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News from a wargamer with a special interest in the military history of the Balkans. It mainly covers my current reading and wargaming projects. For more detail you can visit the web sites I edit - Balkan Military History and Glasgow & District Wargaming Society. Or follow me on Twitter @Balkan_Dave
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Saturday 26 July 2014

Yugoslav navy and Vis

The Croatian island of Vis is a good place to see installations of the former Yugoslav National Army (Jugoslavenska Narodna Armija) or JNA, because this was a closed military zone until the breakup of Yugoslavia.

The JNA (technically it's forerunner) was formed in 1941 from partisan units and became the national army after the war. It was organised into four military regions of which Vis came under the Split Naval Region. Of the JNA's 680,000 soldiers, more than 180,000 were conscripts. In 1990, the army overhauled its basic force structure, replacing the divisional infantry organisation with the brigade as the largest operational unit. Twelve infantry divisions converted into twenty-nine tank, mechanised and mountain infantry brigades with integral artillery, air defence and anti-tank regiments.

The Yugoslav Navy included nearly eighty frigates, corvettes, submarines, minesweepers, and missile, torpedo, and patrol boats in the Adriatic Fleet with an establishment of around 10,000 sailors and marines. They developed a submarine-building capability during the 1960s. In 1990, the main combat were three Heroj class submarines armed with 533 mm torpedoes. Two smaller Sava class submarines entered service in the late 1970s, but two Sutjeska-class submarines had been relegated mainly to training missions by 1990. They also had midget submarines.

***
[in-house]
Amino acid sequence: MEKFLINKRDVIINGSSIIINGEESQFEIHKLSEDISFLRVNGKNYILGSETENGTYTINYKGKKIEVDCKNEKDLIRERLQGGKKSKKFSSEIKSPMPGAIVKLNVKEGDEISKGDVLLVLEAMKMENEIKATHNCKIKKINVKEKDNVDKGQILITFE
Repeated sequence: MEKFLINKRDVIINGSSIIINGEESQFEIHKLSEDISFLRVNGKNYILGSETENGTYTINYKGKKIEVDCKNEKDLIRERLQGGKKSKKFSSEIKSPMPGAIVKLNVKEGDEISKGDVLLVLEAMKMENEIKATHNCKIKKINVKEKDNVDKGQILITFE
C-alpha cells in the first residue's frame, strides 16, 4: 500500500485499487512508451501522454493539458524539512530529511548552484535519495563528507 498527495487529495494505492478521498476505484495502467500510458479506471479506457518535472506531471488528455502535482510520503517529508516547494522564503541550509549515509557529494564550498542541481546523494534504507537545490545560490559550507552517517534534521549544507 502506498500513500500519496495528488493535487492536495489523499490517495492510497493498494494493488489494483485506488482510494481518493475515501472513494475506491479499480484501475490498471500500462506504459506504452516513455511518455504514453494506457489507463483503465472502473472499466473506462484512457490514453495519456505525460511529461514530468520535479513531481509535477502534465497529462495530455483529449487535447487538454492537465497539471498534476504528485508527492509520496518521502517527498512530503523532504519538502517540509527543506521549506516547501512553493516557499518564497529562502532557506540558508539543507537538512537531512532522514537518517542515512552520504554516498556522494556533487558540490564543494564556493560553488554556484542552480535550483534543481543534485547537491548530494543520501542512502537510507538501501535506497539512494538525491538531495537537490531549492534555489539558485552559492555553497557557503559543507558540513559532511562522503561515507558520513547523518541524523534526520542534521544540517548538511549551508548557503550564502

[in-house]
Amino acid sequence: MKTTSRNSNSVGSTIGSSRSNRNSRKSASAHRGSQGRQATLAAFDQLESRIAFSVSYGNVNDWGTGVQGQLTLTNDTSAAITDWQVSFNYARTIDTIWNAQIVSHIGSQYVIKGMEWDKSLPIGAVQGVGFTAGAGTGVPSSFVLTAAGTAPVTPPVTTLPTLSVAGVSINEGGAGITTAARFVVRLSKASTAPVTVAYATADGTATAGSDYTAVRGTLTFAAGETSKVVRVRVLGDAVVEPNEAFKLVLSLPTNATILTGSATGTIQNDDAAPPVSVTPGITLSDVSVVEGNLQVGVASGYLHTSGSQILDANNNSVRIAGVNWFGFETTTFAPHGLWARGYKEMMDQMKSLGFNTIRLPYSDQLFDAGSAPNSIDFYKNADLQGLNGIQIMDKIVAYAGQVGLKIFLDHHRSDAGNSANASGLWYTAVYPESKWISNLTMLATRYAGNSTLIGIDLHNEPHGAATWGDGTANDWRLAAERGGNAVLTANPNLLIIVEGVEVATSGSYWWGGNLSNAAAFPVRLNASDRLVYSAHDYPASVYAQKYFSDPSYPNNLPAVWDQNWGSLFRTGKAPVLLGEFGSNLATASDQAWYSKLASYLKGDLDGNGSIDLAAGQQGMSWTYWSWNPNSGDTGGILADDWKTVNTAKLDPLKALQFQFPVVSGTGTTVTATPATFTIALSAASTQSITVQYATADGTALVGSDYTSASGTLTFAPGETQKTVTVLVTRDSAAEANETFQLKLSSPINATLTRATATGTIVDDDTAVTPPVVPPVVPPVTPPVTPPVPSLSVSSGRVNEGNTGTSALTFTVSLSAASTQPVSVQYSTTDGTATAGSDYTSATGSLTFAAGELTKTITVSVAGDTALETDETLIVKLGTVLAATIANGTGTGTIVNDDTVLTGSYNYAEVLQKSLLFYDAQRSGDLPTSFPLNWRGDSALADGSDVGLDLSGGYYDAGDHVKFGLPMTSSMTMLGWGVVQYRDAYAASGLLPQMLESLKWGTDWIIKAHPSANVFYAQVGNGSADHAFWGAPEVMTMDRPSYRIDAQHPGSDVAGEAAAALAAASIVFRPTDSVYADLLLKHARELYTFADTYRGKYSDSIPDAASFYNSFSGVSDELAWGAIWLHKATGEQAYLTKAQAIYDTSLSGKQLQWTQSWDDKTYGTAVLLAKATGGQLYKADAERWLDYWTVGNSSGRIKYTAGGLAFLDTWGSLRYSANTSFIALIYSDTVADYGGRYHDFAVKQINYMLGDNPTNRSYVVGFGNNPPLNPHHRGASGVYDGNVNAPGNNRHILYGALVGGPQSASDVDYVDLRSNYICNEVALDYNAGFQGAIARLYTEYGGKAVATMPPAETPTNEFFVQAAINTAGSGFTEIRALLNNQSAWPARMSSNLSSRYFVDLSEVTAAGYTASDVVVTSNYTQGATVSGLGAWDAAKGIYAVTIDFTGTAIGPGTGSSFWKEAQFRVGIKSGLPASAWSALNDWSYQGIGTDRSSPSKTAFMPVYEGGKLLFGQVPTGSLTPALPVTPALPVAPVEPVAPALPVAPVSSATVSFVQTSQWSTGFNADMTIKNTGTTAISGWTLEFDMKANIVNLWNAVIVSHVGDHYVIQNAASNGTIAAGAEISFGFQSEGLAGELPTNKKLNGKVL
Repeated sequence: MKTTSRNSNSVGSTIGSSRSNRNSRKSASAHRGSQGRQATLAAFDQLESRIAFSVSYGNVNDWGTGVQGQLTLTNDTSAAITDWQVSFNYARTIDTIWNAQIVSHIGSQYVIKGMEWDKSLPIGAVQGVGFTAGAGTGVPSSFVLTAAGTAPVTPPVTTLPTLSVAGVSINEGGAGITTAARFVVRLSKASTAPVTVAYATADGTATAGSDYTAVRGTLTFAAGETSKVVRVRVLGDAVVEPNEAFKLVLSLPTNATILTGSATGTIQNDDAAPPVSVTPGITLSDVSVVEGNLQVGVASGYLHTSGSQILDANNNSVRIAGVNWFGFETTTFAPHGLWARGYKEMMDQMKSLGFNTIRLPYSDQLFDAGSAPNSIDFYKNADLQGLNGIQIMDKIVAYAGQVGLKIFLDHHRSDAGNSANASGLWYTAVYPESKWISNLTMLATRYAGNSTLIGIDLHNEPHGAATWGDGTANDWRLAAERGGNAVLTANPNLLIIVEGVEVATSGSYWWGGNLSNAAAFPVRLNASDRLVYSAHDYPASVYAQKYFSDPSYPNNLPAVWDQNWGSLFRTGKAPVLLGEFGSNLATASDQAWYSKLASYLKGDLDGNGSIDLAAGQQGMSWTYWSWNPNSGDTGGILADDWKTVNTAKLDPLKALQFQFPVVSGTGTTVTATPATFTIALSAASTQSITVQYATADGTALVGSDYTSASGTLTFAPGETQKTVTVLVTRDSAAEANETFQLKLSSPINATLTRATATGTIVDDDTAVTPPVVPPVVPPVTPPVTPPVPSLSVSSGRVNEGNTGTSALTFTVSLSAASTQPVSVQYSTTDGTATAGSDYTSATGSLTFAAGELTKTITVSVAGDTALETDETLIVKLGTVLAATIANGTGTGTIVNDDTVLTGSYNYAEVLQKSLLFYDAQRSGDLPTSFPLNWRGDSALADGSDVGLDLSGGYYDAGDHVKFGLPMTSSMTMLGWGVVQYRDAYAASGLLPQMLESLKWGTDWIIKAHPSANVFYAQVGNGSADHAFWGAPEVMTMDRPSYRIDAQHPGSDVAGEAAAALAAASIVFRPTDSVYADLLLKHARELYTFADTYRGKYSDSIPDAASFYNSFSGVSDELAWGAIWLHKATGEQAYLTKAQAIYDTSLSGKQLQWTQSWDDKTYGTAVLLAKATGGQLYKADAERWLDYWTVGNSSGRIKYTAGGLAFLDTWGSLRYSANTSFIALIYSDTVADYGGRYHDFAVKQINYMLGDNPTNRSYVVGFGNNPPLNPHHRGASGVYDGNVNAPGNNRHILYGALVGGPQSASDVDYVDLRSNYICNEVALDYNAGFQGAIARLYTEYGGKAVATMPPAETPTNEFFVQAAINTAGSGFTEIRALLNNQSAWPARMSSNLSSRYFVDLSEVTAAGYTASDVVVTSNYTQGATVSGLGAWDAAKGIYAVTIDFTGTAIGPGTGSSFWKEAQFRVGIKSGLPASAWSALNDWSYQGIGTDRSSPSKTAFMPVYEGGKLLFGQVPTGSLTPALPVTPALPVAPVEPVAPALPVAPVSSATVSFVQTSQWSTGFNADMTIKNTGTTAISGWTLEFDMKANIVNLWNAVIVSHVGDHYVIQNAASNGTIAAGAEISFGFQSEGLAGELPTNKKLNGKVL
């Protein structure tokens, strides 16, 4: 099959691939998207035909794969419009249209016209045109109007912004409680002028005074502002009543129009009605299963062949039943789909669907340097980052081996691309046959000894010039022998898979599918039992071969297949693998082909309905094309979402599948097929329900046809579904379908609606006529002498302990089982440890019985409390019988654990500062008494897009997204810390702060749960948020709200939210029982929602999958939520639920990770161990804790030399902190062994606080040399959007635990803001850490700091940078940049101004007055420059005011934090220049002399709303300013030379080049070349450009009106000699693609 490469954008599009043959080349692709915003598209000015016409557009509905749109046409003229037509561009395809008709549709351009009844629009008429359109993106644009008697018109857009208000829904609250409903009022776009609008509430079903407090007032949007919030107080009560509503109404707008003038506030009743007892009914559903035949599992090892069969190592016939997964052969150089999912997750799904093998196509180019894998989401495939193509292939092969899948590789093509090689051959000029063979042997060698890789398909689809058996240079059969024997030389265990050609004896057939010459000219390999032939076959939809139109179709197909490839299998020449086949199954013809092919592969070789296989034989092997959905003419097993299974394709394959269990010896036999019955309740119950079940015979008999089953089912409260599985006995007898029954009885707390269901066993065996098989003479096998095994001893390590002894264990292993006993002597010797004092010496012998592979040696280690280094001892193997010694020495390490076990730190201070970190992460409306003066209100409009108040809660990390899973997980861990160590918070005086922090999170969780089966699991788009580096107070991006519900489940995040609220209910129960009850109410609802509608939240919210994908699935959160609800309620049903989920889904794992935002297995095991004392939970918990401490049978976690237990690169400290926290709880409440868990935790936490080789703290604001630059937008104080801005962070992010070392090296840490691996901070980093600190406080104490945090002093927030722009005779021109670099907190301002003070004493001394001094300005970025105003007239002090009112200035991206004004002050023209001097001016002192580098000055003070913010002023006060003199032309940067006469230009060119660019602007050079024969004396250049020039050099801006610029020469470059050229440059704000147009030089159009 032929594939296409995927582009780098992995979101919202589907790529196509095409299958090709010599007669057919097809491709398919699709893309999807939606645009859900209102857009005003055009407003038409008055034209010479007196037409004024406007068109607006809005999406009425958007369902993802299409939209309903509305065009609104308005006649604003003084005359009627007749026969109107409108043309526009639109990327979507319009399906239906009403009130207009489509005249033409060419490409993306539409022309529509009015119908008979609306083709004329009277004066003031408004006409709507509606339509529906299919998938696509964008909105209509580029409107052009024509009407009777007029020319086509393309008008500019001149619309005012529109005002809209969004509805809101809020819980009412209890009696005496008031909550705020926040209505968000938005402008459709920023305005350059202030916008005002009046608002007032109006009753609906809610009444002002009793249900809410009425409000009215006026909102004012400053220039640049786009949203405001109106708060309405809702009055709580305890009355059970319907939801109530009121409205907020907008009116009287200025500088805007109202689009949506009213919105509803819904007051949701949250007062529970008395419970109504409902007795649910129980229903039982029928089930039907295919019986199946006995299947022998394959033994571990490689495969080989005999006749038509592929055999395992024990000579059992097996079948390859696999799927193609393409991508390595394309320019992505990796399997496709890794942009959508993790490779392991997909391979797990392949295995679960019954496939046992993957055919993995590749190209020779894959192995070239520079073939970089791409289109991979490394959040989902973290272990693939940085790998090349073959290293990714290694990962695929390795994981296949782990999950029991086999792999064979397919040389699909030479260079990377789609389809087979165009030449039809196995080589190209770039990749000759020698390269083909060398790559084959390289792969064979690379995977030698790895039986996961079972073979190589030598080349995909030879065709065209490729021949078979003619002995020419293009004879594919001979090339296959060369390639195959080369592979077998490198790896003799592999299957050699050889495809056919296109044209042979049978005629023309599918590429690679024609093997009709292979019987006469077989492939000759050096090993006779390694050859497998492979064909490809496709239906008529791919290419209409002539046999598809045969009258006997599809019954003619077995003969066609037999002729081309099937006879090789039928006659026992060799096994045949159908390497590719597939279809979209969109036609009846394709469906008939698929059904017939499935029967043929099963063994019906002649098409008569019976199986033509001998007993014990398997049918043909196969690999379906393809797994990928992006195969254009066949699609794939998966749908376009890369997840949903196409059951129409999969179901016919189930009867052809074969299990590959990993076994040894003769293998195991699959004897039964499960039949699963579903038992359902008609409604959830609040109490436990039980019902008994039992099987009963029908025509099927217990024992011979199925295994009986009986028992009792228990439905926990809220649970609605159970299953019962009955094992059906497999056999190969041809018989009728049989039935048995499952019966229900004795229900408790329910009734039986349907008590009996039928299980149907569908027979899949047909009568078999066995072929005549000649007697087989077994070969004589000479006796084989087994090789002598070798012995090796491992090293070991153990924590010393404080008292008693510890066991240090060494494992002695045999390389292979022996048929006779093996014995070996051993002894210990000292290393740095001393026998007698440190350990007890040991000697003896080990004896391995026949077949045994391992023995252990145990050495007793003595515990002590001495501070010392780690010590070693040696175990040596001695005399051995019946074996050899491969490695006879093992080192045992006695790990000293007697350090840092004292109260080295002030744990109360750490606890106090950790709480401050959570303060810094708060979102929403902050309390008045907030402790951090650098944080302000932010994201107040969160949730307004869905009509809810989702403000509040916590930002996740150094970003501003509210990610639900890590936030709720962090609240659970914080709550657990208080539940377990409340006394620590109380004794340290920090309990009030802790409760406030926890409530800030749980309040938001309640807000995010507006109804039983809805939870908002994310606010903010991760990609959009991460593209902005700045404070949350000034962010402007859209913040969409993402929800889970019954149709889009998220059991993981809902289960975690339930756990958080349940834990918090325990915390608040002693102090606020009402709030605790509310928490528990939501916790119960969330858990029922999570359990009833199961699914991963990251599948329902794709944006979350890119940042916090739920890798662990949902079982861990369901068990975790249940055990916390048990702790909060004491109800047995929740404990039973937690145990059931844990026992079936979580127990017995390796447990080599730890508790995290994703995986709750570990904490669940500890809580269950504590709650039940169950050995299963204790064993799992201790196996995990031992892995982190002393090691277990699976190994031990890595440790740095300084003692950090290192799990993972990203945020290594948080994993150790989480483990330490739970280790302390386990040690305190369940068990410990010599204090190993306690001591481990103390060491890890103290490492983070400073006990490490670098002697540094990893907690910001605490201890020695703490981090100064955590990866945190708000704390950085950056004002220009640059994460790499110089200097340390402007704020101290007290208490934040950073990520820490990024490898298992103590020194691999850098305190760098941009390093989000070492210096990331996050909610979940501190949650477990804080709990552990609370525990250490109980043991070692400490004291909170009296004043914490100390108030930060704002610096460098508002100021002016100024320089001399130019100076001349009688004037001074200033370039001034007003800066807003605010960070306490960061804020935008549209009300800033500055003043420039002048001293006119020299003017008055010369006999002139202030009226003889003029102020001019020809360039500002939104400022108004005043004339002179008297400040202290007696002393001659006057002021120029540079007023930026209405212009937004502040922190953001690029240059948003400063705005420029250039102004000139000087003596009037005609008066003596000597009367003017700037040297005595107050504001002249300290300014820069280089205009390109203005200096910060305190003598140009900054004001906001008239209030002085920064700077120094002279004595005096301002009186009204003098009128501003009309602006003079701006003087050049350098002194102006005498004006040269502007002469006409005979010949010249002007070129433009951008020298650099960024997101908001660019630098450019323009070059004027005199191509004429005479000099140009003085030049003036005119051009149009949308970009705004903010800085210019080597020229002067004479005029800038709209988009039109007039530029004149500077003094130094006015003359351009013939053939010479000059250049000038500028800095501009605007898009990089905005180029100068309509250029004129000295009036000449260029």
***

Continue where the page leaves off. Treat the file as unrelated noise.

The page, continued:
On Vis, you can visit a submarine pen in a cove near Vis town. We did it as part of a military tour organised through the Paiz Travel Agency. This is the best way to see installations as you need an off road vehicle and a local guide to find everything. Our guide Robert, was very knowledgeable.

The two ports in the island, Viz and Komiza, would have been full of ships during this period, instead of today's private yachts! The navy had ten Osa class missile boats and six KonĨar class missile boats. Four Vukov Klanac-class coastal minesweepers built on a French design, four British Ham class minesweepers, and six 117-class inshore minesweepers built in domestic shipyards. This was a coastal protection navy, so larger ships were limited to four Soviet Koni class frigates.


Almost every cove on the island has some form of gun battery like this.

There are also more extensive gun positions that you can visit on the tour, like these.

You can also visit the former rocket base and the nuclear command bunker. This is a big complex in the centre of the island that could house up to 600 troops in the event of nuclear war. It was so secret that even the locals didn't know what it was. Apparently this was one place the guards would shoot on sight if you got too close!

The fleet left Croatia in May 1992, when the navy sailed off Vis island to Montenegro and the JNA was formally dissolved.



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